GRADATION OF SECONDARY SEXUAL CHARACTERS.
ARGUS PHEASANT.
CHAPTER XV.
CHAPTER XVI.
RULES OR CLASSES OF CASES.
CLASS I.
CLASS II.
WHEN THE ADULT FEMALE IS MORE CONSPICUOUS THAN THE ADULT MALE, THE YOUNG OF BOTH SEXES IN THEIR FIRST PLUMAGE RESEMBLE THE ADULT MALE.
CLASS III.
WHEN THE ADULT MALE RESEMBLES THE ADULT FEMALE, THE YOUNG OF BOTH SEXES HAVE A PECULIAR FIRST PLUMAGE OF THEIR OWN.
CLASS IV.
WHEN THE ADULT MALE RESEMBLES THE ADULT FEMALE, THE YOUNG OF BOTH SEXES IN THEIR FIRST PLUMAGE RESEMBLE THE ADULTS.
CLASS V.
WHEN THE ADULTS OF BOTH SEXES HAVE A DISTINCT WINTER AND SUMMER PLUMAGE, WHETHER OR NOT THE MALE DIFFERS FROM THE FEMALE, THE YOUNG RESEMBLE THE ADULTS OF BOTH SEXES IN THEIR WINTER DRESS, OR MUCH MORE RARELY IN THEIR SUMMER DRESS, OR THEY RESEMBLE THE FEMALES ALONE. OR THE YOUNG MAY HAVE AN INTERMEDIATE CHARACTER; OR, AGAIN, THEY MAY DIFFER GREATLY FROM THE ADULTS IN BOTH THEIR SEASONAL PLUMAGES.
CLASS VI.
THE YOUNG IN THEIR FIRST PLUMAGE DIFFER FROM EACH OTHER ACCORDING TO SEX; THE YOUNG MALES RESEMBLING MORE OR LESS CLOSELY THE ADULT MALES, AND THE YOUNG FEMALES MORE OR LESS CLOSELY THE ADULT FEMALES.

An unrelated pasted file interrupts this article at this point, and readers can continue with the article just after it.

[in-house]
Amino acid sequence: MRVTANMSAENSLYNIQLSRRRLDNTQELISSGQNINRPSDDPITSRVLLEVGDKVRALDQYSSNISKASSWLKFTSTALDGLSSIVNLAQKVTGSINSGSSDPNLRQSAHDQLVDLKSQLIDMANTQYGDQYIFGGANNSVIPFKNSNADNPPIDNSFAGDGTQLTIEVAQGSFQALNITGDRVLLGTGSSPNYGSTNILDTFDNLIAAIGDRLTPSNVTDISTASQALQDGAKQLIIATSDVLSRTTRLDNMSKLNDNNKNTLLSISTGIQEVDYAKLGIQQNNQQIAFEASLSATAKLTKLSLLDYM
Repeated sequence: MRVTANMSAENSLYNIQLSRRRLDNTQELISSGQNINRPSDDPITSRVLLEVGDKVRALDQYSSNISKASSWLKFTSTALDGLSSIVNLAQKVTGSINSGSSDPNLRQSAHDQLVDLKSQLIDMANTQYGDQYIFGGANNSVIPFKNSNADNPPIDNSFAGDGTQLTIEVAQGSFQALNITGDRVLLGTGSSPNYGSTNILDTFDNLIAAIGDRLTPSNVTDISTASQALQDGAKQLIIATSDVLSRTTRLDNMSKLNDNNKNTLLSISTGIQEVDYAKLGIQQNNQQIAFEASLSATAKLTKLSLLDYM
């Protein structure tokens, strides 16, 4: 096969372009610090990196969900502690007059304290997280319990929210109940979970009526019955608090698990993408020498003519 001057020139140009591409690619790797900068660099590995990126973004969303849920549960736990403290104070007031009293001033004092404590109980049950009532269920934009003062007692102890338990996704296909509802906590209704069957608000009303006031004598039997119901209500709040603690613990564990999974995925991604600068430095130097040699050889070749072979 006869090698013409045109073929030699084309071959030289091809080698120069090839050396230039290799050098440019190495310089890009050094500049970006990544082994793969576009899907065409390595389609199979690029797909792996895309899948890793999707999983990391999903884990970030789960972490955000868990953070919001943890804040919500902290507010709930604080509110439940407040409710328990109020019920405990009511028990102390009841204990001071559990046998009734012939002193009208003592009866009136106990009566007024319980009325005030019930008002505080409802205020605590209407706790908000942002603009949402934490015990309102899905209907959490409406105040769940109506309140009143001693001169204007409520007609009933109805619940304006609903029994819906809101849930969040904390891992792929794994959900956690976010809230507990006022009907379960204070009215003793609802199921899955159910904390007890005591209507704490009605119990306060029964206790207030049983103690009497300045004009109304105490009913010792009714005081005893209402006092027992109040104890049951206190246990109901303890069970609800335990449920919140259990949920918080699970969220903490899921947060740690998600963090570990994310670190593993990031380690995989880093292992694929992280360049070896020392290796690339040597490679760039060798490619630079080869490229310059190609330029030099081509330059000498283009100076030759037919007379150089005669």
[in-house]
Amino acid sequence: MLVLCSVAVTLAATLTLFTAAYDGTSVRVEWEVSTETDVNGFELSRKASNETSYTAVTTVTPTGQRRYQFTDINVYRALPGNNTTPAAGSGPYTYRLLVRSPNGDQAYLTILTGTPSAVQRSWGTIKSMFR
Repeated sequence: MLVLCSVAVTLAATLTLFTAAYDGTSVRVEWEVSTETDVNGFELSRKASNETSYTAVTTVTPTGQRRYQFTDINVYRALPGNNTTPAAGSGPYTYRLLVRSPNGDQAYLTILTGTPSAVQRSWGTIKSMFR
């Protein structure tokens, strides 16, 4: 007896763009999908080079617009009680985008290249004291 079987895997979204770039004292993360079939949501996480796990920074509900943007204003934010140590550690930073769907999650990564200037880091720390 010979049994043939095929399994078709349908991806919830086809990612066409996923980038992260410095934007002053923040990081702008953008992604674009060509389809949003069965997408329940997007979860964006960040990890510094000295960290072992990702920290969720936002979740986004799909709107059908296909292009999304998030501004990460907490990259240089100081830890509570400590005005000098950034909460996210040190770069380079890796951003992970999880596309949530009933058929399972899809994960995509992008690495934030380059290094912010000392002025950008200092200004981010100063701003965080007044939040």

ON THE COLOUR OF THE PLUMAGE IN RELATION TO PROTECTION.
SUMMARY OF THE FOUR CHAPTERS ON BIRDS.
CHAPTER XVII.
SECONDARY SEXUAL CHARACTERS OF MAMMALS.
CHOICE IN PAIRING BY EITHER SEX OF QUADRUPEDS.
CHAPTER XVIII.
ODOUR.
DEVELOPMENT OF THE HAIR.
COLOUR OF THE HAIR AND OF THE NAKED SKIN.
EQUAL TRANSMISSION OF ORNAMENTAL CHARACTERS TO BOTH SEXES.
QUADRUMANA.
SUMMARY.
PART III.
SEXUAL SELECTION IN RELATION TO MAN, AND CONCLUSION.
CHAPTER XIX.
SECONDARY SEXUAL CHARACTERS OF MAN.
LAW OF BATTLE.
DIFFERENCE IN THE MENTAL POWERS OF THE TWO SEXES.
VOICE AND MUSICAL POWERS.
THE INFLUENCE OF BEAUTY IN DETERMINING THE MARRIAGES OF MANKIND.
CHAPTER XX.
THE CAUSES WHICH PREVENT OR CHECK THE ACTION OF SEXUAL SELECTION WITH SAVAGES.
INFANTICIDE.
EARLY BETROTHALS AND SLAVERY OF WOMEN.
THE MANNER OF ACTION OF SEXUAL SELECTION WITH MANKIND.